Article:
U.S. votes against U.N. resolution condemning death penalty for LGBT people; is this who we are?

Last week, the United Nations Human Rights Council approved a resolution condemning the use of the death penalty in a discriminatory manner such as consensual same-sex relations. Along with 13 other nations, the United States voted against it. Instead, the U.S. sided with allies such as Saudi Arabia, Iraq, Qatar, Japan and the United Arab Emirates. Bangladesh, China and India also voted against the measure, which still passed along a 27-13 margin.


“The resolution asked countries that have not yet abolished the death penalty to ensure that it is not ‘applied arbitrarily or in a discriminatory manner’ and that it is not applied against persons with mental or intellectual disabilities and persons below 18 years of age at the time of the commission of the crime, as well as pregnant women,” according to the International Lesbian, Gay, Bisexual, Trans, and Intersex Association (ILGA).


The resolution does not outlaw the use of the death penalty. Instead, it merely condemns its use in cases of “apostasy, blasphemy and adultery” an other similar instances.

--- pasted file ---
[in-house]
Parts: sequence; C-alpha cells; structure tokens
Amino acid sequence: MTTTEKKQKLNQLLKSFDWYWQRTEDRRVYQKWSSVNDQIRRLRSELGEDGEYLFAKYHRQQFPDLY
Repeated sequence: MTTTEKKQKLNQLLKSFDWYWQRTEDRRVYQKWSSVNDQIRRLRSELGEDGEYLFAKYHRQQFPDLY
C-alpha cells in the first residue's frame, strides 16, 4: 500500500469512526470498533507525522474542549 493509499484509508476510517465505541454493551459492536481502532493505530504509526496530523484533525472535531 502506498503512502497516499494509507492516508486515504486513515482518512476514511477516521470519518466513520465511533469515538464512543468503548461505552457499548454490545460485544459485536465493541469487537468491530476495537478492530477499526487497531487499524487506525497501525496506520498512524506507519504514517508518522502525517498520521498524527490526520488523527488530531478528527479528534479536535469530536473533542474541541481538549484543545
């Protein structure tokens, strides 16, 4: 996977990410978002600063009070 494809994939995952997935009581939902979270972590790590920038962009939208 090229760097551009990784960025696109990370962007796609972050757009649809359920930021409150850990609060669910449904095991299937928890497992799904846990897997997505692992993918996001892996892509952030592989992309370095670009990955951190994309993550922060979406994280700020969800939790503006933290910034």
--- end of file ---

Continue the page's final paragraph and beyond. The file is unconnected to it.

“It is unconscionable to think that there are hundreds of millions of people living in States where somebody may be executed simply because of whom they love” Renato Sabbadini, Executive Director of ILGA said. “This is a monumental moment where the international community has publicly highlighted that these horrific laws simply must end.”


LGBT rights activists criticized President Donald Trump’s administration and U.S. ambassador to the U.N., Nikki Haley, for not supporting the resolution. Yet, don’t go thinking this stance is anything new or localized to the 45th president’s administration. The U.S. has never voted to support any U.N. measure that condemns the death penalty in any way. The Obama administration did abstain from a similar vote in 2014, according to BuzzFeed News, though that one did not contain provisions for LGBT individuals.

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